ITALIAN components maker Magneti Marelli has launched a new plant in Batu Kawan, Penang, to boost its production to feed Asean and Japanese markets.
Its chief executive Eugenio Razelli said the new plant, which replaces the facilities in Bayan Lepas, will expand production from 1.7 million lighting units to 2.2 million, including front and rear lights, with the potential to increase the capacity to 2.9 million units.
These components will be supplied to carmakers' customers in Japan including Honda, Mazda and Suzuki, as well as those in the Asean region, including Proton and Perodua in Malaysia and Ford and GM in Thailand and Indonesia.
"The location (of the new plant in Batu Kawan) will meet increasing demand from the Asean market, which is becoming important both in terms of its own developing automotive market and as a production hub aimed at the entire Asian continent, and Japan in particular," Razelli said in a statement yesterday.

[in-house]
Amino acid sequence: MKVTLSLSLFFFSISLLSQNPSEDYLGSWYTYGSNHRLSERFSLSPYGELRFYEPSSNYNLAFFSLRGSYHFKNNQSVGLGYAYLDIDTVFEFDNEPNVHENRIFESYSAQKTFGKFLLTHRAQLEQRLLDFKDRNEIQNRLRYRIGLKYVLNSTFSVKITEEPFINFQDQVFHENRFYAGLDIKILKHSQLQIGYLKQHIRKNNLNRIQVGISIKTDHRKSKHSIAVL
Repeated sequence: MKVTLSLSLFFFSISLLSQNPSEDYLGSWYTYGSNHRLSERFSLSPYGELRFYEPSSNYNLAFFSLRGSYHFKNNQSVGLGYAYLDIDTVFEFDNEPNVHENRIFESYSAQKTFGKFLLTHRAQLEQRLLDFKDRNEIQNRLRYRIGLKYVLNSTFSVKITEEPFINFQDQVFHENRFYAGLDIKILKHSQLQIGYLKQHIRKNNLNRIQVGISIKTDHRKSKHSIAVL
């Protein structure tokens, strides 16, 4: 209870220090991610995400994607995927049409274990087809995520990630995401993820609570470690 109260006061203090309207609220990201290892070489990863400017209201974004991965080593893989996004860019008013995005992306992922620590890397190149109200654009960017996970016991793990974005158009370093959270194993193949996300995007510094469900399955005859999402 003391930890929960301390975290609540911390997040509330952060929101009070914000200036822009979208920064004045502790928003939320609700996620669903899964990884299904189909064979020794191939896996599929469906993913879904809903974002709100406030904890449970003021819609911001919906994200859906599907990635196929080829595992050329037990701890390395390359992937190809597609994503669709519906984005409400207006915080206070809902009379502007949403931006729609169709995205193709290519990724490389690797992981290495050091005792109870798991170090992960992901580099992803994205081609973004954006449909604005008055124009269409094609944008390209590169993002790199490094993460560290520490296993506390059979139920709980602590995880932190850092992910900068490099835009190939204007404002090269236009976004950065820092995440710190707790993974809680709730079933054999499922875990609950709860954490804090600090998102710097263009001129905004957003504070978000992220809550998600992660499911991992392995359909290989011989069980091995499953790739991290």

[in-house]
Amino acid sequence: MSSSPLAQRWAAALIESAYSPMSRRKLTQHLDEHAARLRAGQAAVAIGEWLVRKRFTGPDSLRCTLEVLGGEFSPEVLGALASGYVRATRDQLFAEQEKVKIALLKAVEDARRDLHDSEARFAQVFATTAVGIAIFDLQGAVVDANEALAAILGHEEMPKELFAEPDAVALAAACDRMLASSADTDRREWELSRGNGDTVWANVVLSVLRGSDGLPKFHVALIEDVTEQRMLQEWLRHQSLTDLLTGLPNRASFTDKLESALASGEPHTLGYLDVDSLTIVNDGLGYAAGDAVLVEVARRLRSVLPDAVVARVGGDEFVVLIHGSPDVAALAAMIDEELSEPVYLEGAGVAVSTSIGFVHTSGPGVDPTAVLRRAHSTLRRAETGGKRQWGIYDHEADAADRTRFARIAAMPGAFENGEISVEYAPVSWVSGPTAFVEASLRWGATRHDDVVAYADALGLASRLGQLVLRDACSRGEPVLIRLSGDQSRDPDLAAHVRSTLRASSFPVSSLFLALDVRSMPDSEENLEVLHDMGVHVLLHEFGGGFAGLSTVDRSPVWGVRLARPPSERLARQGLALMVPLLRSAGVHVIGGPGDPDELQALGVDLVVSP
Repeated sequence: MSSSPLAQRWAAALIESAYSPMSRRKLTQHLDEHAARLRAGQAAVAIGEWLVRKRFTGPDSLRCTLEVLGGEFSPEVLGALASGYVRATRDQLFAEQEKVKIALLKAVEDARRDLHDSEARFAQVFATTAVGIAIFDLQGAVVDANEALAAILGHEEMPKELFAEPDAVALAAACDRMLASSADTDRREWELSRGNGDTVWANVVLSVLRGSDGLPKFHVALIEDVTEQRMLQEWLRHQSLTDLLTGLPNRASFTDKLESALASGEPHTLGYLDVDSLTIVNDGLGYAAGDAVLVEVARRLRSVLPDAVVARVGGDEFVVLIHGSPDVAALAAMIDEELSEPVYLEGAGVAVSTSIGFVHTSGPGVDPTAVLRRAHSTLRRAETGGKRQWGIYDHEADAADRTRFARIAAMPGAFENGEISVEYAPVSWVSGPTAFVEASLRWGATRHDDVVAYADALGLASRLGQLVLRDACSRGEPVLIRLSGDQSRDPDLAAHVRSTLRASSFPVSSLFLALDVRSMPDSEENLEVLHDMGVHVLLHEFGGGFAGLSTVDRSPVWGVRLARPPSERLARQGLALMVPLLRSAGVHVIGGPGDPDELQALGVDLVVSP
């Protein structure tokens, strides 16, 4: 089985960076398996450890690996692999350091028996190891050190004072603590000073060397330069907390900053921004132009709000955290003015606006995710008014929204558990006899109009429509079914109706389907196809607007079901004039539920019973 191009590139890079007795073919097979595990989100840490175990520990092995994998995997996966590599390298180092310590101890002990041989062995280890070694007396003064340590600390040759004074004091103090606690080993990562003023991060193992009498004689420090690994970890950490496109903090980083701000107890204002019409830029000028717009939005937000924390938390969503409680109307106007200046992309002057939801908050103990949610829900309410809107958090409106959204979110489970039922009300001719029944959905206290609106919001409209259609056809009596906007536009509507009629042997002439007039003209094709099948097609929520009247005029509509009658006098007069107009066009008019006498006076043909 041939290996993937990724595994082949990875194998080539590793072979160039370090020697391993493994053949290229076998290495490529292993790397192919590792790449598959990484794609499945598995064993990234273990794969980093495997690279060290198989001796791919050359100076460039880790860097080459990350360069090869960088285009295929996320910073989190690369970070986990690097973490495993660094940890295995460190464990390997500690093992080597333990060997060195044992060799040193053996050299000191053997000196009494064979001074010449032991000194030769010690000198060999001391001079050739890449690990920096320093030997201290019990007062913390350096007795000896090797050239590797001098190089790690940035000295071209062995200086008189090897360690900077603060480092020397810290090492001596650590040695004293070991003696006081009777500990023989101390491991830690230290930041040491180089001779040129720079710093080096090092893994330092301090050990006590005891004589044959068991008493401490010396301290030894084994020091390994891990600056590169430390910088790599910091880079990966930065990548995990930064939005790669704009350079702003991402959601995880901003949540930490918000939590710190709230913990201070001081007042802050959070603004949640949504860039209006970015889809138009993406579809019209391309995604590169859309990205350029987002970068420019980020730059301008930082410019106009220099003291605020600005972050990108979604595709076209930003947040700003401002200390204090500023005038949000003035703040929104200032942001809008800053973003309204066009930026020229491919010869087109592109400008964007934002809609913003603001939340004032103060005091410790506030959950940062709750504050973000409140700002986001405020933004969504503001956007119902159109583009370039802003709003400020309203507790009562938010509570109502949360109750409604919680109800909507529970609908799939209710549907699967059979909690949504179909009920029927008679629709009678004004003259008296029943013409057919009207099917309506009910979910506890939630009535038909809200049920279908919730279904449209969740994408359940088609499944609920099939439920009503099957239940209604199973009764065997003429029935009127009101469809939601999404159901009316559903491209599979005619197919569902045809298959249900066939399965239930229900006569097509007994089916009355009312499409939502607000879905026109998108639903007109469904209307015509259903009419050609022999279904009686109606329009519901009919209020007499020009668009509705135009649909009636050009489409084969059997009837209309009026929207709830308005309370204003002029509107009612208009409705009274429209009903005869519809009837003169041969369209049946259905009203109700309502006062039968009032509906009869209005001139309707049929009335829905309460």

The new facility covers a total surface area of 56,600 sq m, with 26,600 sq m for production and a workforce of 1,000 people.
It will produce front headlamps, rear lights, fog lamps and introduce LED technology.
"By inaugurating this new industrial facility in Malaysia, Magneti Marelli proves that it is ready to seize the market opportunities in an extremely dynamic context, and to increase its own production and technological capacity in areas with high growth rate," Razelli said.
Magneti Marelli, which is part of Fiat Spa, designs and produces advanced systems and components for the automotive industry.
Its products include electronic systems, lighting, powertrain, suspension systems, shock absorbers, exhaust systems, aftermarket parts and services, plastic components and modules and motorsport.
With 86 production units, 12 research and development centres and 26 application centres in 19 countries, some 36,900 employees and a turnover of euro5.8 billion (RM25.23 billion) last year, the group supplies its products to all leading carmakers in Europe, North and South America and the Far East.